Sundays are usually quiet at the Konsthall, therefore I found them perfect for work. Fahyma had already prepared the coffee and was surprised to see me on a Sunday. I laughed and told her that we are not as free as we might seem. I walk from the office to the coffee corner to the sun-lit bench outside; my usual fidgeting before getting into working mode. Something with the combination of my posture together with a shirt I wore that had a masculine edge to it intrigued a question in Fahyma – if I were in the army. I accepted her question with a smile, and with genuine relief that we can finally talk about the ‘elephant in the room’, a thing that would seldom occur in Swedish culture where generally confrontations are avoided. This was the moment in which we both felt it would be a good idea to use the help of Google Translate, as truly, a conversation on such a charged topic comes with very little space for misunderstandings. I confirmed that I did my mandatory service in the army, 15 years ago, in the education force, and worked with children. Not teaching them on how to shoot but doing community work as they came from homes that were considered unsafe. Fahyma said she is against the dictatorship of Asad, and I equalized that I despise Netanyahu. We agreed that solutions demand mutual compromises.
Fahyma comes from Syria, like my father’s parents, only that they came from a small Jewish community in Damascus. In a “real Tensta moment”, as Cecilia termed our speedy, slightly stressed, prepping up for the conference of the Swedish Institute in the Middle East, we’ve all joined forces for an evening of an exhibition tour, talks, and a dinner combining Fahyma’s Syrian food, samosas made by Asha, and Cecilia’s Swedish deserts. I’ve helped Fahyma with cutting and warming the Syrian dishes – Sfiha, Tabule, stuffed wine leaves – dishes that I recognise from home. Fahyma complimented my cooking skills, and I knew that it is thanks to years of strict training from some other Syrian lady, my grandmother.
There was so much that felt familiar and identifiable than foreign in my encounters with Fahyma. On the rational, informational, intelligential level this is obvious; we are all born equal and far more similar than what we are biased to think. But on the emotional and corpor(e)al level, where feelings are stored in a Middle Eastern perpetual history of distrust, such an experience is a reversing and deconstructive one, for it inscribes a new emotional and more hopeful range of associations of the other.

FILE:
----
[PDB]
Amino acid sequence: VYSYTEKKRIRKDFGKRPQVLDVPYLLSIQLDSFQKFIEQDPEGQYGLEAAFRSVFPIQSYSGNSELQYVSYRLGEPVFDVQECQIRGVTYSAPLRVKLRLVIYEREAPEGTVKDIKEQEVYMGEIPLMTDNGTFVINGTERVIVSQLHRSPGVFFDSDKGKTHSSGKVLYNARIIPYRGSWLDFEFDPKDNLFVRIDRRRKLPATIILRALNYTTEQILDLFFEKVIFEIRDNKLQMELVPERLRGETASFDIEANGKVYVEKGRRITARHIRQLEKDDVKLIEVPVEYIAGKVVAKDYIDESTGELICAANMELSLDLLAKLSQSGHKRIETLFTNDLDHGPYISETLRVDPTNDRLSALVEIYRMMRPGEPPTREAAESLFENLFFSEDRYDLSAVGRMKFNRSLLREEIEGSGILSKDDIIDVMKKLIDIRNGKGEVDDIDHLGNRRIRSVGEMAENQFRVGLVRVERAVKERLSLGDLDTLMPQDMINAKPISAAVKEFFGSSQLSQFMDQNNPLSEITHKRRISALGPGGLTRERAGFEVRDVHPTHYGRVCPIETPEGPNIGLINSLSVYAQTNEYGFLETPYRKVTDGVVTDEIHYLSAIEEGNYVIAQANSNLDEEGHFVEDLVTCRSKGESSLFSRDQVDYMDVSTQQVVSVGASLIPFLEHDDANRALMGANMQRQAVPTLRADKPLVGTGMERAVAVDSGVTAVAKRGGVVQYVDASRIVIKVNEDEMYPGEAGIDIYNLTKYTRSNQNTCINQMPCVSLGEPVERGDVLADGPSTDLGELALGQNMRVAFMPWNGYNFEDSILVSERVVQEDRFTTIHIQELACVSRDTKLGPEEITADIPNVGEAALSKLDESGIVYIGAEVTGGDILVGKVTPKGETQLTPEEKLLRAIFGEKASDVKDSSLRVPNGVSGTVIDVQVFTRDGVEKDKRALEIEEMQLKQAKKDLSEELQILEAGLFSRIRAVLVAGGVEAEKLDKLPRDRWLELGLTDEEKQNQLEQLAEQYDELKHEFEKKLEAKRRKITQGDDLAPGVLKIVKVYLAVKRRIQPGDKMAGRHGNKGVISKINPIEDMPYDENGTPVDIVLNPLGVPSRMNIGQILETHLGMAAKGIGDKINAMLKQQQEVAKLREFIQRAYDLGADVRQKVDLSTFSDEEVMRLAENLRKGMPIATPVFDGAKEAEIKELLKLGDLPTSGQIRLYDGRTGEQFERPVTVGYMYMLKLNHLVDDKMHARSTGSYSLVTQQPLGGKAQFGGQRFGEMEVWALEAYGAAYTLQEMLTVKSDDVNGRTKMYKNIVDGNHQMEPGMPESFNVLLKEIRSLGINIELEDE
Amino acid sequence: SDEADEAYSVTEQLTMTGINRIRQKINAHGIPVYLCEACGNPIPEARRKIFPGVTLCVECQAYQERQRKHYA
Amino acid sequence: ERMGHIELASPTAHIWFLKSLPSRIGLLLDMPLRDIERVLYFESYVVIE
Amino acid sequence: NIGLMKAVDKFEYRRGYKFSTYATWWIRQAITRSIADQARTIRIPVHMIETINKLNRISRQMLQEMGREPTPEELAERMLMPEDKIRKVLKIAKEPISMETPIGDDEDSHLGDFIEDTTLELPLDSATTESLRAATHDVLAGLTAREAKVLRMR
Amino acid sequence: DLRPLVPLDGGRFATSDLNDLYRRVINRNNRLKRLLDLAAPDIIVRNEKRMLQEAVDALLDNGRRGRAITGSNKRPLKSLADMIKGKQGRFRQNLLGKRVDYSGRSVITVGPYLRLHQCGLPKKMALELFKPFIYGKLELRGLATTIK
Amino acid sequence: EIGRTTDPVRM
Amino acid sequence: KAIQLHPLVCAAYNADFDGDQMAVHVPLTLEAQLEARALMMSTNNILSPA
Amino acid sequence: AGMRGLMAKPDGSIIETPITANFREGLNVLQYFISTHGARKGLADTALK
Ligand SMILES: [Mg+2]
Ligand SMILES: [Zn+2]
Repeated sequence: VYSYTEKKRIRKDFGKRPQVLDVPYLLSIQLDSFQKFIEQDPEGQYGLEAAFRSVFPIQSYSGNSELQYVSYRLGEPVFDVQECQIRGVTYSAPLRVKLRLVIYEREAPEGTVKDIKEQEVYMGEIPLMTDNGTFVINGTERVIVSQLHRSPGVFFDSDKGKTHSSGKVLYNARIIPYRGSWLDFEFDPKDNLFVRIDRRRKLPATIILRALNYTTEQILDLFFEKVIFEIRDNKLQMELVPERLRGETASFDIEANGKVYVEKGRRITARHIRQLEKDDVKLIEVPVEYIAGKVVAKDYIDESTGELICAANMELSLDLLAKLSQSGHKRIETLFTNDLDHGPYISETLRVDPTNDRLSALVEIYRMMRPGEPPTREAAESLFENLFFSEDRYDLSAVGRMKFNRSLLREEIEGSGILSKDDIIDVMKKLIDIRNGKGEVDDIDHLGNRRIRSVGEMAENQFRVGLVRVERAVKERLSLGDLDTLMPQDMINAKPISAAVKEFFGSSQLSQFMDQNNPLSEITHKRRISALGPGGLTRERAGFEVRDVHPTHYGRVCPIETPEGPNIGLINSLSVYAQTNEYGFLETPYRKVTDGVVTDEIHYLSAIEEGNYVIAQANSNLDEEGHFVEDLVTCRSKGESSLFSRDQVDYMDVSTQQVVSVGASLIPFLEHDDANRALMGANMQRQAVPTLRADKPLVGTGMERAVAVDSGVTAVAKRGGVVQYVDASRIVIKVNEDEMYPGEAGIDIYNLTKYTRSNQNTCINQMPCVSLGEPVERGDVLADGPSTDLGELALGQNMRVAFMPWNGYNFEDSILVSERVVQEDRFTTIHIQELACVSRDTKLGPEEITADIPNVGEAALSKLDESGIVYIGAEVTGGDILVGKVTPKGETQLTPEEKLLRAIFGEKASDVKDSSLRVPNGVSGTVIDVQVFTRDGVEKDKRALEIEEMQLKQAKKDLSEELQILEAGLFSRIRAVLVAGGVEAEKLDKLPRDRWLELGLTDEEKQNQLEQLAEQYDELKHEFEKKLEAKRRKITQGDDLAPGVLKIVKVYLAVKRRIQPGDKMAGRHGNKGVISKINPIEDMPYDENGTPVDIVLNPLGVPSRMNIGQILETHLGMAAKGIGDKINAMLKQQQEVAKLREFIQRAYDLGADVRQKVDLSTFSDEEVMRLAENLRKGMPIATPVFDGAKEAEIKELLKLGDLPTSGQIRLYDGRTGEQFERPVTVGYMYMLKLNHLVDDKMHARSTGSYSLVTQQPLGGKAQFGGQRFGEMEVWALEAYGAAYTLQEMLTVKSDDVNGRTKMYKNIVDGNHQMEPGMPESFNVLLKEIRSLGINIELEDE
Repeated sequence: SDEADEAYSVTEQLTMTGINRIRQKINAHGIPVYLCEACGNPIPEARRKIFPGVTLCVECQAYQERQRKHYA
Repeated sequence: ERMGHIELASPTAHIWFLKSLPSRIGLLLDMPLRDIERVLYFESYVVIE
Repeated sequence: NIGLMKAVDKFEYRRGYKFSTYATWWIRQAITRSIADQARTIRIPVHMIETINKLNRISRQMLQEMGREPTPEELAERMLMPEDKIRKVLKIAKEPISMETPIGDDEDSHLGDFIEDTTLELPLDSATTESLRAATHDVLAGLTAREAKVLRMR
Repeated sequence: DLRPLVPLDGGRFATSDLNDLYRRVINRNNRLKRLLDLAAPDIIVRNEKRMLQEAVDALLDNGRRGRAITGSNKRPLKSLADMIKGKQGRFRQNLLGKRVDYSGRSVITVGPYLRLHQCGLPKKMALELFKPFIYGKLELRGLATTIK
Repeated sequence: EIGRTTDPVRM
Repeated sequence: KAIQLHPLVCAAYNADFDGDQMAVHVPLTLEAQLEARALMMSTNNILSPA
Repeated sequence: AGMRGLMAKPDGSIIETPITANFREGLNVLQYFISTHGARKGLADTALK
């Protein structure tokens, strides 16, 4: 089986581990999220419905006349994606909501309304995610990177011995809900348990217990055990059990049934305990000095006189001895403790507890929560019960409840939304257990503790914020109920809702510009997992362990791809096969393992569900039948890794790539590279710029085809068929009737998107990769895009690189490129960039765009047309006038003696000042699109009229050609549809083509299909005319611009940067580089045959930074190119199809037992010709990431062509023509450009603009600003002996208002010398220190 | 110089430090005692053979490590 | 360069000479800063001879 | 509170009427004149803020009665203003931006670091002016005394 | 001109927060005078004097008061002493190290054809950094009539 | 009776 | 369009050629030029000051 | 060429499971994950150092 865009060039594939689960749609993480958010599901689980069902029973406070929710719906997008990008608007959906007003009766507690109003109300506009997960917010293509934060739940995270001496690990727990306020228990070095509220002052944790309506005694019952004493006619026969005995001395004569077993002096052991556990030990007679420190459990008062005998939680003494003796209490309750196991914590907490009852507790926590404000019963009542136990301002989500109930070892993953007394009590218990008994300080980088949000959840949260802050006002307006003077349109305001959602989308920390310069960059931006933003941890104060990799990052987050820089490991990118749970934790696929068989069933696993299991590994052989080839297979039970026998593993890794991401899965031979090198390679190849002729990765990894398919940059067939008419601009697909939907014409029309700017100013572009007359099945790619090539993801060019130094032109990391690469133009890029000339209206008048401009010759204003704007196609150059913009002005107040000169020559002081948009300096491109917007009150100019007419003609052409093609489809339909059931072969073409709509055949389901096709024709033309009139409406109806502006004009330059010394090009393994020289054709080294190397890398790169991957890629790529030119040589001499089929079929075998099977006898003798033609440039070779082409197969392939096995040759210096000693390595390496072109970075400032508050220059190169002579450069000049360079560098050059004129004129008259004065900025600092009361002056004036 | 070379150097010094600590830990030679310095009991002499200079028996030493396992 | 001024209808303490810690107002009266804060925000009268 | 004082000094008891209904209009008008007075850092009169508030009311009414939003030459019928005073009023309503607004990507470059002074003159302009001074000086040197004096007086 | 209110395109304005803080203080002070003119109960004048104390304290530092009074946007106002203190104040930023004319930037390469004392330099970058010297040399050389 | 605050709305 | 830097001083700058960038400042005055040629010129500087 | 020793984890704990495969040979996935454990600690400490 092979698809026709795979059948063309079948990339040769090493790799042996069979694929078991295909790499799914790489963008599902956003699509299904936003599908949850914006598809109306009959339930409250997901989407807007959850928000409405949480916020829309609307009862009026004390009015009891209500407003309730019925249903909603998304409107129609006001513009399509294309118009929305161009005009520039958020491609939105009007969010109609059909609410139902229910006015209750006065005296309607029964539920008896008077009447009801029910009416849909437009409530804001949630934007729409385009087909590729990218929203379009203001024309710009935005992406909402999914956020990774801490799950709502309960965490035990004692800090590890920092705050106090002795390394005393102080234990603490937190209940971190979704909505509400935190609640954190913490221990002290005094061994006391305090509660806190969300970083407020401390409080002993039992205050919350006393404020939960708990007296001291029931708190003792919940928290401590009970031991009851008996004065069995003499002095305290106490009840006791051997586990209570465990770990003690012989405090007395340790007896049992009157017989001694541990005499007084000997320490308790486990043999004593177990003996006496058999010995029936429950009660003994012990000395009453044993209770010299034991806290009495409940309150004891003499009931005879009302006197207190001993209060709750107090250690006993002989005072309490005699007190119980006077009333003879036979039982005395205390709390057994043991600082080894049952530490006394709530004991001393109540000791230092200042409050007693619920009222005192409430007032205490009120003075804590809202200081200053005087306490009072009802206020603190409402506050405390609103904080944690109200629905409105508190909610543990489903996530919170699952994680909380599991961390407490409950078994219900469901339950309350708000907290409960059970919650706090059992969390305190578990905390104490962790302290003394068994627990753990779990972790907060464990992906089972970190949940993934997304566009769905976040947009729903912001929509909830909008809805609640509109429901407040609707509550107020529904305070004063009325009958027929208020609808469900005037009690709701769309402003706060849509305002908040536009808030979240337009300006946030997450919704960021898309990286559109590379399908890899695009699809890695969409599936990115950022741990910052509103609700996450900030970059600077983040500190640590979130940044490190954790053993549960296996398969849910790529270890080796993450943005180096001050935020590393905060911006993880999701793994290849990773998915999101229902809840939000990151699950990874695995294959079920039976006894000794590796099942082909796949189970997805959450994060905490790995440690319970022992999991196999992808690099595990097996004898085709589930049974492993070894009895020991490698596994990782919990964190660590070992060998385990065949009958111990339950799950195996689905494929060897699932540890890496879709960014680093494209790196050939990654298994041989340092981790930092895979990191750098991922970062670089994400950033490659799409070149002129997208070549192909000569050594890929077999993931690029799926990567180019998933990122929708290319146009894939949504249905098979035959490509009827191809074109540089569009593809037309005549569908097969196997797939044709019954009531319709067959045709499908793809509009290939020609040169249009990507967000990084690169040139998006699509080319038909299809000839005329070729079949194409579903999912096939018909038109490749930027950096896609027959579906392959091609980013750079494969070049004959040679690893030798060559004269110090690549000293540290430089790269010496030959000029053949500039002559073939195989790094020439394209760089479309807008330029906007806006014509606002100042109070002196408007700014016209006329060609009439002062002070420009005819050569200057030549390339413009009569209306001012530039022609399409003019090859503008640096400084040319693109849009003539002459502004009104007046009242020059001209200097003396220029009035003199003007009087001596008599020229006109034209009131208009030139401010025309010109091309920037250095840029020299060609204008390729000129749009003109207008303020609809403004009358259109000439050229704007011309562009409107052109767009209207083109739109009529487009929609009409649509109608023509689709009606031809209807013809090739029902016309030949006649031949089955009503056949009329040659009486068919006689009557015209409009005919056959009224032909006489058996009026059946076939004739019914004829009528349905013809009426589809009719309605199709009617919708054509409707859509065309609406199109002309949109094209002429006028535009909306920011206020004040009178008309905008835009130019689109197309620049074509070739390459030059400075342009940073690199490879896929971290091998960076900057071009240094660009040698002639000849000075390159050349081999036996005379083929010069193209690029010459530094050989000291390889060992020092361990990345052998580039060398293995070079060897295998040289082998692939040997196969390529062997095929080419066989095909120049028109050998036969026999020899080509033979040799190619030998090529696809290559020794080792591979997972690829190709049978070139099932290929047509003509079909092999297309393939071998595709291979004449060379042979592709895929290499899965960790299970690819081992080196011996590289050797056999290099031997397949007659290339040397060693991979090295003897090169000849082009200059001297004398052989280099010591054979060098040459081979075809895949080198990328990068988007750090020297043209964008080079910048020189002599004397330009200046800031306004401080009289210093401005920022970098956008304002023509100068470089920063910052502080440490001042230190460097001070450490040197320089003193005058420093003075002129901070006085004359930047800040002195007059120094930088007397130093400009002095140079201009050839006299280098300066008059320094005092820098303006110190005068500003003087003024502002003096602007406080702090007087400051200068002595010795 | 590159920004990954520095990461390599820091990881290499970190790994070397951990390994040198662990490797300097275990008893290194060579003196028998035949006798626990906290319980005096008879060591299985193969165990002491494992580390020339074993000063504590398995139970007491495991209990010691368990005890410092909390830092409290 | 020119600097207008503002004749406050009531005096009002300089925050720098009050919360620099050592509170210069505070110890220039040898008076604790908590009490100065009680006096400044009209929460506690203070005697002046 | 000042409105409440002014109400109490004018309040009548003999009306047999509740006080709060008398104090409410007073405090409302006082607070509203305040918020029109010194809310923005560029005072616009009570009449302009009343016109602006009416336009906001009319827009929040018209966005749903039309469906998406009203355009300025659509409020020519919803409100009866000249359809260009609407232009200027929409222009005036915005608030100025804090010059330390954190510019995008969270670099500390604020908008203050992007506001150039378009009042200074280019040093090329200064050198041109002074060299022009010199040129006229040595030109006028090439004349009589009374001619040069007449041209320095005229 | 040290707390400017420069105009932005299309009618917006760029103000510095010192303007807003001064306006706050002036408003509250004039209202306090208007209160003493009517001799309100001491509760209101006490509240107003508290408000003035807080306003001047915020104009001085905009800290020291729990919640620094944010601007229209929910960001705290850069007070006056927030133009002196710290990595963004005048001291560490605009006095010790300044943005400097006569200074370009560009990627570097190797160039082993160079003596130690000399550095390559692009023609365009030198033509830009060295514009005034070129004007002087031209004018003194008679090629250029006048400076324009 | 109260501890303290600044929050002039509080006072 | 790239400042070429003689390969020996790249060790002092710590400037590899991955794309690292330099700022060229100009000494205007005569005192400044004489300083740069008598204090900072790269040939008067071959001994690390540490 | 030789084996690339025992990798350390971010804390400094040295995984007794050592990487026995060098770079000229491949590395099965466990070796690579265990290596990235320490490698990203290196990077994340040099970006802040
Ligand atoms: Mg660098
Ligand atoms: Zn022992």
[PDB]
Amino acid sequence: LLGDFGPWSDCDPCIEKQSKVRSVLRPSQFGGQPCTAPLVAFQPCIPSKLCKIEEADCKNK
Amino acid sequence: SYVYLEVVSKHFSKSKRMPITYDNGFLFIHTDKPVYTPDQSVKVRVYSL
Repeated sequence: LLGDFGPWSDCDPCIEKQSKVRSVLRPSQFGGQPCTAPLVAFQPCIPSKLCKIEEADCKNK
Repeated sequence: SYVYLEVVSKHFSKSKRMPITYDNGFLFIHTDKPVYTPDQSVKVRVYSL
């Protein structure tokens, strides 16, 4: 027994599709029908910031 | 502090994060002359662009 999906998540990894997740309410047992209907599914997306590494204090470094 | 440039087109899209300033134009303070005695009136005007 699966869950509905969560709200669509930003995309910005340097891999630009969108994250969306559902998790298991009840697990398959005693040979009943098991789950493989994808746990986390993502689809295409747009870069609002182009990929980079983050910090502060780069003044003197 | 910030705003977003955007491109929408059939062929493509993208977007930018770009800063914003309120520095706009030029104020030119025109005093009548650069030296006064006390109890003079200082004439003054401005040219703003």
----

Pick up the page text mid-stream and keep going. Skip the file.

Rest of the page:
Thank you Tensta Konsthall for a most amazing residency. Thank you for inviting me to an incredibly well-curated and produced trip to Jokkmokk and Mesaure where together with artists, architects, curators, and thinkers we could reflect on feasible and progressive acts against violent land extractions and state violations of indigenous rights.
Thank you for a meaningful visit of the Language Café to the Jewish Museum. I’m not taking this for granted but am thankful for the openness of Swedish-language students from Iran, Iraq, Syria and Lebanon to learn about Jewish history. I truly hope that we can acknowledge that above and beyond anything, we’re not willing to tolerate any manifested form of racism.
Thank you Suzanne, Paulina, Didem, George, Fahyma, Asha, and Katinka for being most welcoming and fun to meet every morning.
Thank you, dearest Cecilia, for your amazing spirit, involvement, and care. Your encouragement, even with the smallest gesture, to participate and express myself in highly challenging forums is deeply valued and that I will take with me for my future endeavours for creating alternatives to nation state hard politics.